Planned Giving News and Information
May, 2016
The following is intended as general information and does not represent legal or tax advice. The information presented is the view of the author. Individual circumstances vary - please consult your legal and tax advisors about your specific situation. To return to the general planned giving pages, please close this browser window. This News and Information section has been compiled by Future Focus.

“No matter how inconsequential others may feel about the value of your contribution, it is the giving that matters. The surprise here will be that the beneficiary who gains the most when you give is you.”

James Woods

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How Giving Actually Benefits The Giver
“Early to bed and early to rise makes a man healthy, wealthy, and wise.” is a common catchphrase attributed to Benjamin Franklin, who could have just as easily assigned all these positive attributes to the practice of giving.  Although most of us think of giving as benefitting the recipient more than the giver, scientific studies consistently prove that giving has just as many (if not more) benefits for the donor including happiness, better health, and increased wealth. Read more.

Charitable Tax Trick For Big And Little Donors
Whether you have $100, $1,000 or $100,000 to give to charity, a newly permanent charitable giving tax break can help you save taxes while helping your favorite charity. It’s called the IRA charitable rollover, and it lets you, once you reach 70 1/2, direct gifts of up to $100,000 a year from your Individual Retirement Account directly to a public operating charity. If you don’t normally itemized deductions, the rollover is a clear tax win. Even if you do itemize, it can save you more tax than taking the IRA distribution into income and then donating it. Read more.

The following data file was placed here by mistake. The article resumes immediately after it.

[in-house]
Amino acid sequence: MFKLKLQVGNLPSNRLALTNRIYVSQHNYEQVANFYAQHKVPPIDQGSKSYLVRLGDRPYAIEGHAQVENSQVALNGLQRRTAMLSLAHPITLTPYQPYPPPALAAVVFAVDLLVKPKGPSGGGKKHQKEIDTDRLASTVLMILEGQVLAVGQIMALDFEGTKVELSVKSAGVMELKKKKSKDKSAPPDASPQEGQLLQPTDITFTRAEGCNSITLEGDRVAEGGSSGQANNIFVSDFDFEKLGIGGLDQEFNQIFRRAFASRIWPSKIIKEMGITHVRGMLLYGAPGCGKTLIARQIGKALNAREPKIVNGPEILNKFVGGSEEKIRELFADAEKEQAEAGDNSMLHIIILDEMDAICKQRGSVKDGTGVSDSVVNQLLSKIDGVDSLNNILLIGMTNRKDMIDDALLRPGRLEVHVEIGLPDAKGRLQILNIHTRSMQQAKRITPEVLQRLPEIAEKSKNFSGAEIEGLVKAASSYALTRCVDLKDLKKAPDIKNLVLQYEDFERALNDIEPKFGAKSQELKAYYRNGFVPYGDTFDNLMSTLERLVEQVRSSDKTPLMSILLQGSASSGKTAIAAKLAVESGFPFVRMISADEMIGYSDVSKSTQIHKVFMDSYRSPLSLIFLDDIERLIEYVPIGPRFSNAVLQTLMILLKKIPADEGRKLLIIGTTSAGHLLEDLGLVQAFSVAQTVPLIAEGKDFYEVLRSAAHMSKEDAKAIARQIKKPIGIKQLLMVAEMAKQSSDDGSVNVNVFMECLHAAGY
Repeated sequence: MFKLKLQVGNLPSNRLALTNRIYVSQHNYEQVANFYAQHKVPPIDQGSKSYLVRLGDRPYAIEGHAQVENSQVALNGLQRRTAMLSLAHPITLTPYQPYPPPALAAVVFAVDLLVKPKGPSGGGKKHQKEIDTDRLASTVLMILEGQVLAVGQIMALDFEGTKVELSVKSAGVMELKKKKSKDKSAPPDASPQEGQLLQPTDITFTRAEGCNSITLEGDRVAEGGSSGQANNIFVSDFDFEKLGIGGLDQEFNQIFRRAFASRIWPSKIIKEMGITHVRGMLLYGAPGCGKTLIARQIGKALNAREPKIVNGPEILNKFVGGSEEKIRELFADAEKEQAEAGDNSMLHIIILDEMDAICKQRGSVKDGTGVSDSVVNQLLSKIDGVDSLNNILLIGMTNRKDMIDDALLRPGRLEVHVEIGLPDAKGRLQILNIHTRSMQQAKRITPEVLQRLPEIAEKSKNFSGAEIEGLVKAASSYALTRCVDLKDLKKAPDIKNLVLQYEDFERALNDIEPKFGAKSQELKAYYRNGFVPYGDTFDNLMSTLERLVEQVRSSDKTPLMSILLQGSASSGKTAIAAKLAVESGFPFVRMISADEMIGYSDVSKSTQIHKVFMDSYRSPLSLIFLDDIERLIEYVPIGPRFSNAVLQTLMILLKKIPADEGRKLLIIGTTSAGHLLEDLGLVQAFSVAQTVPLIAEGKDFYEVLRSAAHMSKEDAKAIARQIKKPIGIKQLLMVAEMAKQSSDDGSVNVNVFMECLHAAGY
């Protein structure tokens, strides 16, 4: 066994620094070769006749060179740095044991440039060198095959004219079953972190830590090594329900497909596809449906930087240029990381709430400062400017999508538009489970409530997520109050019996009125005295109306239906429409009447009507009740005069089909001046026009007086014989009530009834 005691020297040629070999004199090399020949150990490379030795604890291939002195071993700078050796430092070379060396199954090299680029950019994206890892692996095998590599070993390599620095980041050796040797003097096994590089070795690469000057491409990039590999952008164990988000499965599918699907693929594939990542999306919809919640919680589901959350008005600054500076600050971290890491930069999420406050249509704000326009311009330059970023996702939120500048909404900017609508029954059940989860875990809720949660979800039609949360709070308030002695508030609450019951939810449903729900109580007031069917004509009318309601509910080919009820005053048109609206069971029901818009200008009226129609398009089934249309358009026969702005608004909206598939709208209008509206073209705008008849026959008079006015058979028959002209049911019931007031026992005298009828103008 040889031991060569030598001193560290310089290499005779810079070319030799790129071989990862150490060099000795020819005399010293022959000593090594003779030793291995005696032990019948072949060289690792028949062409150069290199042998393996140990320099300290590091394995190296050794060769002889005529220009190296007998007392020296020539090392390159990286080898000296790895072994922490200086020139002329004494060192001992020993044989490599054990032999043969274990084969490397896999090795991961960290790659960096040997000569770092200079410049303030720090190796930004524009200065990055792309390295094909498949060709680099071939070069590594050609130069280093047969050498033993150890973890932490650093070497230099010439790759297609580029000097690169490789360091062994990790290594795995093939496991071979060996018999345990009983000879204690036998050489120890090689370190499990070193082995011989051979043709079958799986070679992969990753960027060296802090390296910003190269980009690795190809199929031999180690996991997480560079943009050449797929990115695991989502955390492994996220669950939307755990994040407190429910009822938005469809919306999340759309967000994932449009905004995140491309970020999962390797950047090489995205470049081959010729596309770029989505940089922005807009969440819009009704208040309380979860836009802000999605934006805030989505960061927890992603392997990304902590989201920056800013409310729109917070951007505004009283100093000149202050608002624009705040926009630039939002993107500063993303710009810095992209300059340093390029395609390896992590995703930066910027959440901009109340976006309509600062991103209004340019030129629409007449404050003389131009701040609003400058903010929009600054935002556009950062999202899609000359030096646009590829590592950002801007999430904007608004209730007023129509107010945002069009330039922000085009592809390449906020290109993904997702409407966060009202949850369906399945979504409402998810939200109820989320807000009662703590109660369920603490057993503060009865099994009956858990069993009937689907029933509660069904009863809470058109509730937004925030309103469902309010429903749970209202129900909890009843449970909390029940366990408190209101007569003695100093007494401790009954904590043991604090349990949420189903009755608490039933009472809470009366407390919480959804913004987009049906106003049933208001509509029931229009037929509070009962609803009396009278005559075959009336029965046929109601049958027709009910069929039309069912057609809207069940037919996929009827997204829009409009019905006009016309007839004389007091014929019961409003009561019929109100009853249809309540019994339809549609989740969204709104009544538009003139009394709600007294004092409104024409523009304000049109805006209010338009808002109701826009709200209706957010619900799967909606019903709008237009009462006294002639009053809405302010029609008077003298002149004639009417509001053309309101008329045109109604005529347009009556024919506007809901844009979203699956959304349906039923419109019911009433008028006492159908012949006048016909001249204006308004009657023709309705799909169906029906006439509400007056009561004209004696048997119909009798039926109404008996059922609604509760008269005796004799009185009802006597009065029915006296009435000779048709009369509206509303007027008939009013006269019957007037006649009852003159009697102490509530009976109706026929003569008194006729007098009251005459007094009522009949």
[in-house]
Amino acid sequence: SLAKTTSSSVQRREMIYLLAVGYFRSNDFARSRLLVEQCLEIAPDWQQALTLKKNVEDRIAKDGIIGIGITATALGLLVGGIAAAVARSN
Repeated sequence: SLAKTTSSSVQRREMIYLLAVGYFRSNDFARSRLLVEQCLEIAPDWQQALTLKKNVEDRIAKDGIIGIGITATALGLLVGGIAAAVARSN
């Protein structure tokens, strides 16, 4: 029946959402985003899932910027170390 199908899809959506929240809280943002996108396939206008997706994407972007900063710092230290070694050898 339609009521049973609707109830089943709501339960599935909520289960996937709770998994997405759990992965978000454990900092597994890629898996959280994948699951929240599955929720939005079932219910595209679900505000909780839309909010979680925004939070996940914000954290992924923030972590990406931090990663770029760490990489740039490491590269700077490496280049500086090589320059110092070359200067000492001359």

Nearing Retirement? Time to Get Focused
If you're within 10 years of retirement, you've probably spent some time thinking about this major life change. The transition to retirement can seem a bit daunting, even overwhelming. If you find yourself wondering where to begin, the following points may help you focus. Read more.

Tax Problem With Outliving The End Of Life Insurance Mortality Tables
The conventional view of “whole life” and other forms of “permanent” insurance coverage is that the policies are designed to last for your entire life, however long you may live. As long as you keep paying the premiums, you can keep your coverage, until it pays out as a tax-free death benefit.
However, the reality is that the underlying structure of permanent insurance, and the key characteristic that makes it affordable to have coverage – even in the later years of life – is that a “permanent” insurance policy actually has an ultimate maturity date, such as age 100. Which means if you live beyond that point, the policy “matures” and pays out its face value!
And the problem with outliving life insurance is not merely that the policy matures and pays out its benefit, but the fact that it was paid while alive – and not as an actual death benefit – meaning the payout is a taxable gain to the policyowner! In other words, outliving the life insurance maturity date not only marks the end of life insurance coverage itself, but a taxable event! Read more.